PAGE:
The Casual Vacancy VERSUS The Yellow Birds
Personally, I did not care for either book. J. K. Rowling should stick to writing children’s books. Kevin Power’s book has been favorably compared to The Things They Carried by Tim O’Brien. For me, it doesn’t even come close. If you want to read a classic about war and the human condition, read the book by Tim O’Brien. I think it is excellent. However, I will discuss the two books I was assigned by using a Pro/Con list.
CASUAL VACANCY: A story that takes place in a small town in England with a story line that drags in the ugliest of human behaviors as the town council strives to find a replacement for a vacant council seat. This is Rowling’s first novel for adults.
PROS: ummmmmm, oh yeah, it was full of dry Brit-Com humor. Rowling’s a good writer. She is a sharp observer of social behaviors.
CONS: The book is 512 pages!!. There were 15 or more different characters. It was difficult to remember them all, and I personally did not care about what happened to any of them. The ending was predictable and somewhat heavy-handed. I skipped through a chunk of it.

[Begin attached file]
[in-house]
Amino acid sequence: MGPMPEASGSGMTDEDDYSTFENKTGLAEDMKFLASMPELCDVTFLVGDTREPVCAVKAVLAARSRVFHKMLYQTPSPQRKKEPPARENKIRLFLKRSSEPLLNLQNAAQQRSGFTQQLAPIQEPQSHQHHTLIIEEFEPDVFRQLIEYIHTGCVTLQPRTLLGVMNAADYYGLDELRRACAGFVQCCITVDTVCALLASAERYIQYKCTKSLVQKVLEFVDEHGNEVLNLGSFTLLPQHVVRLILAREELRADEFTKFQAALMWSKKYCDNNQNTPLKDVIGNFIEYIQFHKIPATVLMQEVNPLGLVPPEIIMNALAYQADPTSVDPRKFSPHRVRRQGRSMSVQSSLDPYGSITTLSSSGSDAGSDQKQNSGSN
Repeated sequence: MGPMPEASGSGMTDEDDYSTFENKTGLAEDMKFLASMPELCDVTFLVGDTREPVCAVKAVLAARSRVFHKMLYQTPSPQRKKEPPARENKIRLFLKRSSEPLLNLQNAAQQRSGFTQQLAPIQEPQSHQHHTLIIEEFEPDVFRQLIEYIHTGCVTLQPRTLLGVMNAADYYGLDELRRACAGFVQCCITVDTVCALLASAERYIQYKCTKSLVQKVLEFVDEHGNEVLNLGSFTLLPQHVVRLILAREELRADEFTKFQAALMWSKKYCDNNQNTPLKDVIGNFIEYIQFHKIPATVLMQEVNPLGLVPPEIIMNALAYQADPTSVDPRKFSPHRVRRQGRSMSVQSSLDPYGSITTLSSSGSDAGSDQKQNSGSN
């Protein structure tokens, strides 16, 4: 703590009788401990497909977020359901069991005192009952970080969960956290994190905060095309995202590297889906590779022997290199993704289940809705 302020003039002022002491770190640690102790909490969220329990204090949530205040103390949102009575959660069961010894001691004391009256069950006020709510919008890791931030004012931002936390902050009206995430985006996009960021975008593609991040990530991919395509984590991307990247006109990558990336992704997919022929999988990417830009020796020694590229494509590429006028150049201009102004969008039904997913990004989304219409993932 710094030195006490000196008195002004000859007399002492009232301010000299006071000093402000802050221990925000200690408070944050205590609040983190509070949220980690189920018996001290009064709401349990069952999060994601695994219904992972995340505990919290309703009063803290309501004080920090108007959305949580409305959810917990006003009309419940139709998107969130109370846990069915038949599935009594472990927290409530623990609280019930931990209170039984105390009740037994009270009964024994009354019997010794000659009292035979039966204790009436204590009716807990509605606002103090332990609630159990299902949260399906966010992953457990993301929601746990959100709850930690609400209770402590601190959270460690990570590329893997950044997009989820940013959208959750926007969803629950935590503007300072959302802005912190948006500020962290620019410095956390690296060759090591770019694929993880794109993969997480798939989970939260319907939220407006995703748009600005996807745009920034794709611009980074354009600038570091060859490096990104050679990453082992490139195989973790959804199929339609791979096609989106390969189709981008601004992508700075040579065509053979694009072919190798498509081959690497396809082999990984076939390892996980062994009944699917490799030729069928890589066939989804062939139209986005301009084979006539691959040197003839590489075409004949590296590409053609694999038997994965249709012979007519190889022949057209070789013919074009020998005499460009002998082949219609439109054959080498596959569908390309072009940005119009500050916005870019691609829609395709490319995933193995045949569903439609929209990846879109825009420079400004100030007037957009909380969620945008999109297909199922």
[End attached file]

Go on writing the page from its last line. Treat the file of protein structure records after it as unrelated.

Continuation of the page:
YELLOW BIRDS: Told in the words of a young private in the army who is serving a tour of duty in Iraq. The story focuses on his friendship with another young private and their daily struggle to stay alive amidst the horrors of war.
PROS: The author had spent time in the military in Iraq, so the story felt real and somewhat like his memoir. One cares about what happens to the characters, although one does not really get to know them that intimately. Well written. A brisk, brief writing style which I personally enjoy. It was only 240 pages, so a quick read.
CONS: Hey, it’s about war, so it was seriously depressing. The story at times reads as somewhat disjointed and rambling. “Lost my way” a couple times during my read.
To reiterate, I did not care for nor would I recommend either book. However, since I am required to choose one,
The Winner is
Tomorrow’s contest is between Beginner’s Goodbye and Lightning Rods by judge Cecilia.